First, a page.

FOOL ON THE HILL: An Investment Opinion
Many Internet companies are running out of cash. These companies have options, none of them immediately beneficial to shareholders. Investors need to break out the 10-Q and a calculator and decide if a company's cash crunch can be cured.
We've heard it all at this point. The death of tech, the slaughter of the dot-coms, the comeuppance of the momentum traders. Certainly the last three months have caused some investors to suffer huge losses: The Nasdaq is still down some 20% from its high, the Internet index (the DOT) more than 40%. For some, the losses ate into their long-term gains; for others, their investment capital has disappeared as well.
And the media, from Barron's to BusinessWeek to Business 2.0, have been dancing on the ashes. It's understandable -- it's just too good a story to walk away from. What no one seems to be telling investors is how they should treat these companies.
Well, I'm gonna. At least I'm going to give a little guidance. But remember, Fools, we are business-centric, so we should keep our view squarely on the potential for a business to provide an outsized return.
The reason many companies have such low share prices is quite simple -- they are running out of cash. Maybe they've got a great business, but if they have no cash, they're not going to be around long enough to find out. I am reminded of an earlier article I wrote in which I accused companies of being shortsighted for underpricing initial public offerings (IPOs) so they could build buzz about their company. I'll bet many of these companies wish they had the cash they left on the table now. No amount of analyst hyping will change the fact that a company walked away from its public offering with half or a third of the cash it should have garnered if it had been priced better. This was a spectacular racket for the investment bankers while it lasted. Of the 501 IPOs in 1999, the average return on the first day was 64%.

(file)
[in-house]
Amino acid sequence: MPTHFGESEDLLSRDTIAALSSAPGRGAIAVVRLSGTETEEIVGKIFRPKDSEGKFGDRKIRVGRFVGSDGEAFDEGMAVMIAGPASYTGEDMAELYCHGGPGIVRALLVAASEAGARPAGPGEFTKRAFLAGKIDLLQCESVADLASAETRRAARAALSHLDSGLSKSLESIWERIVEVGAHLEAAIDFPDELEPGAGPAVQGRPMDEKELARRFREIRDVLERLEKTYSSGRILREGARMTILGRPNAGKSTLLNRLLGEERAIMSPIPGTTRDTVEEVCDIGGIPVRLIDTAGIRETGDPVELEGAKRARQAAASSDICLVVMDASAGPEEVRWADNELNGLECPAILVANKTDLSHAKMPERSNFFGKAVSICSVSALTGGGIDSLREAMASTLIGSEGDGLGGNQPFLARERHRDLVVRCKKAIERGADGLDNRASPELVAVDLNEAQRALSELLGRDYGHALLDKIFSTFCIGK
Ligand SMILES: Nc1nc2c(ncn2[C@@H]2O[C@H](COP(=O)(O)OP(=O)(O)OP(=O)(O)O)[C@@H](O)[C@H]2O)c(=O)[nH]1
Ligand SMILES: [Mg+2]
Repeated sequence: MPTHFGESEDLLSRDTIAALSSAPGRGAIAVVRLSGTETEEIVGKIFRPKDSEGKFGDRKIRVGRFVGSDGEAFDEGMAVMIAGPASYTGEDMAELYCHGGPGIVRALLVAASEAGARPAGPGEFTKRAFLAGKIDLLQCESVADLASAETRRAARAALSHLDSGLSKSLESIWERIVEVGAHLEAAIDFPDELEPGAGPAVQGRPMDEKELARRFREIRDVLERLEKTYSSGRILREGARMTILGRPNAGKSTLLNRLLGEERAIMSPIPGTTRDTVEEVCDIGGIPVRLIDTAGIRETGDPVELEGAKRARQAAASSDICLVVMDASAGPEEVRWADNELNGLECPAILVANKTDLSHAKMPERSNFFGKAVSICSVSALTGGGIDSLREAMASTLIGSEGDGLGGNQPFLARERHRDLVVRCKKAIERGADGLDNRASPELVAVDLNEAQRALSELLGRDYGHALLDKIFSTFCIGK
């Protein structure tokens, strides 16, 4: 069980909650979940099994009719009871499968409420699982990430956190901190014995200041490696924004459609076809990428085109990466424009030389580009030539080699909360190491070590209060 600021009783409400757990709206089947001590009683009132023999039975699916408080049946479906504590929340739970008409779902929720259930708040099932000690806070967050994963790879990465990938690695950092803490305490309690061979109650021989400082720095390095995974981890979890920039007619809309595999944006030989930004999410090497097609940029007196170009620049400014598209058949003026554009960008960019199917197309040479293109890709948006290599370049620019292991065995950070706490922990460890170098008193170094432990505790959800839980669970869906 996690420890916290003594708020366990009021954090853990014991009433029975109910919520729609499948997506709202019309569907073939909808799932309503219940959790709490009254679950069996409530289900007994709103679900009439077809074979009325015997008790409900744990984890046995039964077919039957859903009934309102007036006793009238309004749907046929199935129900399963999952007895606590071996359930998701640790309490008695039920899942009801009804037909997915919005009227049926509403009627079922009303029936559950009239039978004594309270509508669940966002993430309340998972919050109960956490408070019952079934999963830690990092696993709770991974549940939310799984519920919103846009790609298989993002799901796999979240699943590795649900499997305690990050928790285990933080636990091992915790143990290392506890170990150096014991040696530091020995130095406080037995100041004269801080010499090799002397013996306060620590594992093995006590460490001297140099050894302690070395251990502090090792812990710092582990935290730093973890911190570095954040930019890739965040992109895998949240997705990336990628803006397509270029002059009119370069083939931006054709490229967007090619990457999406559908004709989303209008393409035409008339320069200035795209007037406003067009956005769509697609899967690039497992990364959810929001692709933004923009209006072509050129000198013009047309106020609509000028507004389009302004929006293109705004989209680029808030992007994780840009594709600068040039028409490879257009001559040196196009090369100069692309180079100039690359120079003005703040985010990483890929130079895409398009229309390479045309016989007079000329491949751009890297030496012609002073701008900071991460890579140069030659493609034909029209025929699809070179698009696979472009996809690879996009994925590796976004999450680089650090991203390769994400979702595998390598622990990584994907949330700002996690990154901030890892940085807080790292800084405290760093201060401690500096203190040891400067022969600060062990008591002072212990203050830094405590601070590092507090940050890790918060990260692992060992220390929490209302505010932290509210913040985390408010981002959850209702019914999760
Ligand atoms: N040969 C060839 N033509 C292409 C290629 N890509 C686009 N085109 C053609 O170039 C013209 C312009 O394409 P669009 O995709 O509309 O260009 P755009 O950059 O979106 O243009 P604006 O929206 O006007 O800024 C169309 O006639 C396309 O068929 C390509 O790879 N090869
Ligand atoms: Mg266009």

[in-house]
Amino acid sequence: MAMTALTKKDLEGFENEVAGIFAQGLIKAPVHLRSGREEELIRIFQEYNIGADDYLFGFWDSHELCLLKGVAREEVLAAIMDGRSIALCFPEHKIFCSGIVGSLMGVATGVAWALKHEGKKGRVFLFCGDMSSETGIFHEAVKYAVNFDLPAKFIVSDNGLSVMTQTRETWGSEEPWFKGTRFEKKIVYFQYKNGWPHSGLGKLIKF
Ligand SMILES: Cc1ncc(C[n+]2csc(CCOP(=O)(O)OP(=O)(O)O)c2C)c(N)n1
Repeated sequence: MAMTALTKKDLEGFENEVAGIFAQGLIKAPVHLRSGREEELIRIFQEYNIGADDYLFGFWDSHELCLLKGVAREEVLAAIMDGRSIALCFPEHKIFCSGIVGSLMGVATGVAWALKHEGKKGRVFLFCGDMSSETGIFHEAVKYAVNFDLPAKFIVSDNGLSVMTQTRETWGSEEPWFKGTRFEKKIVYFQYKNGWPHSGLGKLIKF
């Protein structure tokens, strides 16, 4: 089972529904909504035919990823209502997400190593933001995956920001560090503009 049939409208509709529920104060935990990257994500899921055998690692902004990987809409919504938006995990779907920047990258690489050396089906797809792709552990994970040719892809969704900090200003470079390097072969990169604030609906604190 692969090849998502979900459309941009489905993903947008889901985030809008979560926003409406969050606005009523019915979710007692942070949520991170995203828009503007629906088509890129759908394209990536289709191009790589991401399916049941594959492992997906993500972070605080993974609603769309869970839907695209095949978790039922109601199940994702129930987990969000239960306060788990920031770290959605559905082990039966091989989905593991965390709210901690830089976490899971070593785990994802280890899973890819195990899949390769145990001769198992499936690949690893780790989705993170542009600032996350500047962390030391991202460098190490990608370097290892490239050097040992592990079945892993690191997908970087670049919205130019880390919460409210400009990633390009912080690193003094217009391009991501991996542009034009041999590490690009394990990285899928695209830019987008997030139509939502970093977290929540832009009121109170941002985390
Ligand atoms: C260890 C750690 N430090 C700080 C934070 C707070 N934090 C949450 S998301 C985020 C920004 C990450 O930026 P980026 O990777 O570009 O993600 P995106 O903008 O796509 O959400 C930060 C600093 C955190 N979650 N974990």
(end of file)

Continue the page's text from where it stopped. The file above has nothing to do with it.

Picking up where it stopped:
Doesn't help them, or us, much now. But some companies that have lost huge amounts of market value are just in the downdraft of other companies that are there for a good reason. Where last year anything that sniffed of Internet was guaranteed to run through the roof, this year some companies -- including Infospace (Nasdaq: INSP) -- have quietly dropped the ".com" from their names.
So, when all is said and done, you need to break out the company's financial statement and a calculator. You need to find the most recent 10-Q, but you may also go back a little farther as some companies do have cyclical revenue patterns. Many companies that believed earlier that they had easy access to funding have recently been disabused of this notion and have become much more austere. The more recent, the better you can determine what a company's future needs are now that the era of "let them eat cake" has passed.
Let's use Beyond.com (Nasdaq: BYND) as our example. The most recent 10-Q has the company losing $45 million over the first three months of 2000, with $24 million of this amount being related to a onetime restructuring charge, so the actual operating cash burn is $21 million for the first quarter, or $7 million per month. Additionally, the company's 10-Q states that Beyond expects the restructuring to save $6-8 million in expenses per quarter, so we can subtract this amount out and assume the going forward cash burn would be $14 million per quarter, or $4.6 million per month.
If you compare this to the company's cash position, you can determine how long a company can go before it will require additional financing. In Beyond's case, they have $64.5 million in current assets as of March 31, 2000. Of this, $50.1 million is cash, enough for 12 months of operation.
But Beyond.com also has $27 million in current liabilities, leaving a net current asset position of $37.5 million. This means that as of the company's last 10-Q, the company had a sufficient current asset base to carry it through November before it would require additional funds.
And Beyond's stock price reflects this uncertainty, trading at $1 1/2, down from a high of $30. So Beyond's got to make some choices, only one of which is even marginally good for current investors. Let's start at the top: